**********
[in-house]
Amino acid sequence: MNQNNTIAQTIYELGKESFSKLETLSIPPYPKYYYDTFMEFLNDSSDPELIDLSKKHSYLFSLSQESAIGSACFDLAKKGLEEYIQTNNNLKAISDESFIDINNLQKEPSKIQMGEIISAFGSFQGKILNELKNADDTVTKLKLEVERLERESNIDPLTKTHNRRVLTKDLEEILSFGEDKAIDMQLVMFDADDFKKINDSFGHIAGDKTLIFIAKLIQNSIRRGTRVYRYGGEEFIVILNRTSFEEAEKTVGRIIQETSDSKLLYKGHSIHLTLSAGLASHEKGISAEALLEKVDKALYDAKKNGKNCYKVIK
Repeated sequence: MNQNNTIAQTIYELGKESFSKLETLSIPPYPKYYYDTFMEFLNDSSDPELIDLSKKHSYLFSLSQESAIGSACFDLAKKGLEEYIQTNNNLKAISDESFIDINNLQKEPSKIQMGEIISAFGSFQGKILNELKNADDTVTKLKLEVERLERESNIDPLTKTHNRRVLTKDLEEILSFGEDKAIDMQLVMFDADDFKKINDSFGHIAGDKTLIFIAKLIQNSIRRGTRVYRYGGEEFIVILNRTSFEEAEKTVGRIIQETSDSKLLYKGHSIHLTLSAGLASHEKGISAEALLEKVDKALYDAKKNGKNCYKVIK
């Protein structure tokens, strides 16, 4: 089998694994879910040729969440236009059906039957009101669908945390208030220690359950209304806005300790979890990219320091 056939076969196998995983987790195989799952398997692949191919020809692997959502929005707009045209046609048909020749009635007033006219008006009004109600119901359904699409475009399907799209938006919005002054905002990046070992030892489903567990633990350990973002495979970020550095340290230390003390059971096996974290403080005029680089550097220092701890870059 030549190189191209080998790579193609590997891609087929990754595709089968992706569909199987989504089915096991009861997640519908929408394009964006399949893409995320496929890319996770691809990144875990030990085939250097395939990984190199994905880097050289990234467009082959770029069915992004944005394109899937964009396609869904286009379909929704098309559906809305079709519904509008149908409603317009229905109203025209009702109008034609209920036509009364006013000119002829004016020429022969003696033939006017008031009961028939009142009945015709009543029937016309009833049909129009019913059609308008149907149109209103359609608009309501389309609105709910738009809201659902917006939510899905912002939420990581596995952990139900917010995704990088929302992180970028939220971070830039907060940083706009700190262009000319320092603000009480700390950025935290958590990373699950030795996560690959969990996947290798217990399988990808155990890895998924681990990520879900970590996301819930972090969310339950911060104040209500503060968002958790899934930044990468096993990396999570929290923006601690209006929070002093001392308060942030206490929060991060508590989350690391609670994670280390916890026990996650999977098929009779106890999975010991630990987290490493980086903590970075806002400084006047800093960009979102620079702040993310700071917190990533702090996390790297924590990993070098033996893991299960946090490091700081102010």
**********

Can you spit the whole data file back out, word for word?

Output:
[in-house]
Amino acid sequence: MNQNNTIAQTIYELGKESFSKLETLSIPPYPKYYYDTFMEFLNDSSDPELIDLSKKHSYLFSLSQESAIGSACFDLAKKGLEEYIQTNNNLKAISDESFIDINNLQKEPSKIQMGEIISAFGSFQGKILNELKNADDTVTKLKLEVERLERESNIDPLTKTHNRRVLTKDLEEILSFGEDKAIDMQLVMFDADDFKKINDSFGHIAGDKTLIFIAKLIQNSIRRGTRVYRYGGEEFIVILNRTSFEEAEKTVGRIIQETSDSKLLYKGHSIHLTLSAGLASHEKGISAEALLEKVDKALYDAKKNGKNCYKVIK
Repeated sequence: MNQNNTIAQTIYELGKESFSKLETLSIPPYPKYYYDTFMEFLNDSSDPELIDLSKKHSYLFSLSQESAIGSACFDLAKKGLEEYIQTNNNLKAISDESFIDINNLQKEPSKIQMGEIISAFGSFQGKILNELKNADDTVTKLKLEVERLERESNIDPLTKTHNRRVLTKDLEEILSFGEDKAIDMQLVMFDADDFKKINDSFGHIAGDKTLIFIAKLIQNSIRRGTRVYRYGGEEFIVILNRTSFEEAEKTVGRIIQETSDSKLLYKGHSIHLTLSAGLASHEKGISAEALLEKVDKALYDAKKNGKNCYKVIK
């Protein structure tokens, strides 16, 4: 089998694994879910040729969440236009059906039957009101669908945390208030220690359950209304806005300790979890990219320091 056939076969196998995983987790195989799952398997692949191919020809692997959502929005707009045209046609048909020749009635007033006219008006009004109600119901359904699409475009399907799209938006919005002054905002990046070992030892489903567990633990350990973002495979970020550095340290230390003390059971096996974290403080005029680089550097220092701890870059 030549190189191209080998790579193609590997891609087929990754595709089968992706569909199987989504089915096991009861997640519908929408394009964006399949893409995320496929890319996770691809990144875990030990085939250097395939990984190199994905880097050289990234467009082959770029069915992004944005394109899937964009396609869904286009379909929704098309559906809305079709519904509008149908409603317009229905109203025209009702109008034609209920036509009364006013000119002829004016020429022969003696033939006017008031009961028939009142009945015709009543029937016309009833049909129009019913059609308008149907149109209103359609608009309501389309609105709910738009809201659902917006939510899905912002939420990581596995952990139900917010995704990088929302992180970028939220971070830039907060940083706009700190262009000319320092603000009480700390950025935290958590990373699950030795996560690959969990996947290798217990399988990808155990890895998924681990990520879900970590996301819930972090969310339950911060104040209500503060968002958790899934930044990468096993990396999570929290923006601690209006929070002093001392308060942030206490929060991060508590989350690391609670994670280390916890026990996650999977098929009779106890999975010991630990987290490493980086903590970075806002400084006047800093960009979102620079702040993310700071917190990533702090996390790297924590990993070098033996893991299960946090490091700081102010």